Slum dwellers, for example, typically pay five to 10 times more per unit of water than do people with piped water, and in rural households, women and children may spend the majority of their day fetching water from distant, and often unsafe, sources. The majority of the world’s poorest people are smallholder farmers, most of whom rely on low-yield, rain-fed agriculture, and their livelihoods are constantly threatened by inconsistent precipitation and drought.
F ig 3: Poor households in developing countries spend higher portions of their income on water than families in industrialized nations.
Source: UN-Water 2007
Water and Agriculture
Agriculture accounts for 70 percent of global water consumption and up to 95 percent of consumption in some developing countries. Irrigated agriculture, which accounts for only 20 percent of cultivated land but over 40 percent of the global harvest, has significant implications for the future of water availability and food security worldwide.
The world’s population is projected to increase by 50 percent by 2050. With economic development and higher incomes around the world, per capita food consumption–and subsequently water consumption–will also rise. In particular, as more people in developing countries can afford diversified diets including meat and vegetables, agricultural water use will rise dramatically; it takes ten times more water to raise a kilogram of beef than a kilogram of wheat.
Fig. 4: Water Requirements for Food Production: Producing a kilogram of beef meat requires ten times more water than producing a kilogram of wheat.
Source: UN-Water 2007
The Threat of Global Warming
Climate change is expected to account for about 20 percent of the global increase in water scarcity this century. The Intergovernmental Panel on Climate Change (IPCC) predicts that global warming will alter precipitation patterns around the world, melt mountain glaciers, and worsen the extremes of droughts and floods. If measures are not taken to mitigate climate change, a study by the UK Meteorological Office predicts that severe droughts now occurring once every 50 years could occur every other year by 2100.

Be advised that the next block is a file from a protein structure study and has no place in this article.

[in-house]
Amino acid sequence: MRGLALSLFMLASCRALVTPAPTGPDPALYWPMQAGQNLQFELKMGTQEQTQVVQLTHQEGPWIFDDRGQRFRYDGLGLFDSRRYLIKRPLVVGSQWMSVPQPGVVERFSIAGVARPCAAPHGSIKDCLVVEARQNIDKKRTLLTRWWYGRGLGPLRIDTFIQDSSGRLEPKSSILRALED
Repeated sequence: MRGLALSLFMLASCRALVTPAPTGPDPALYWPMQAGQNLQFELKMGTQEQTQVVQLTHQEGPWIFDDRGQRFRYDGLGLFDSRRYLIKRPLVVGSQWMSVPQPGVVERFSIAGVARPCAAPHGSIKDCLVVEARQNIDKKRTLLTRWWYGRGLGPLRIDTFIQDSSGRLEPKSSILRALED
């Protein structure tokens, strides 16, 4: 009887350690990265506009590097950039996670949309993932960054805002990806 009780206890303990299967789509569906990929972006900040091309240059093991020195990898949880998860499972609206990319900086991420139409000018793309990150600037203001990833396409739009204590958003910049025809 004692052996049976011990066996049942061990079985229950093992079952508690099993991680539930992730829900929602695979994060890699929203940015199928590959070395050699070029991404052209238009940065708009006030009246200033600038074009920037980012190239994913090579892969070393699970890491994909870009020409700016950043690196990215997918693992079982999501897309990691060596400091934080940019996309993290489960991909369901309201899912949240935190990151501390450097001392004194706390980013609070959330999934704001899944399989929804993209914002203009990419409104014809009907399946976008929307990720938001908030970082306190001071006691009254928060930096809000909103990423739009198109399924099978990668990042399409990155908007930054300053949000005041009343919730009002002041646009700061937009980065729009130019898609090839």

Africa is one of the continents most vulnerable to increased drought frequency and intensity, but it is also the least equipped to adapt due to ongoing economic water scarcity. Increasingly frequent, severe drought in Central Africa as well as expanding agriculture have reduced the surface area of Lake Chad, once one of Africa’s largest wetlands, by 90 percent. The population relying on the Lake Chad Basin for water includes 20 million people in Chad, Niger, Nigeria and Cameroon.
Figure 5: The Disappearance of Lake Chad
Source: UNEP 2002
Will There Be Enough Water?
With continued population growth, increased per capita consumption, and anticipated climate change, the global water situation appears bleak. Since water scarcity is a highly localized issue determined by regional climatic and demographic factors, a single solution will not solve all of the world’s water scarcity problems. However, improved management, more water efficient technologies, and support for the world’s most vulnerable countries and ecosystems will likely play leading roles. According to the UN-backed World Commission on Water, coping with water scarcity will require global investment of $100 billion per year. Willingness to invest this sum will be vital to the future of human well-being and economic development in all countries of the world.
From Crystal Davis: EarthTrends Update: November 2007 "The Multiple Dimensions of Water Scarcity"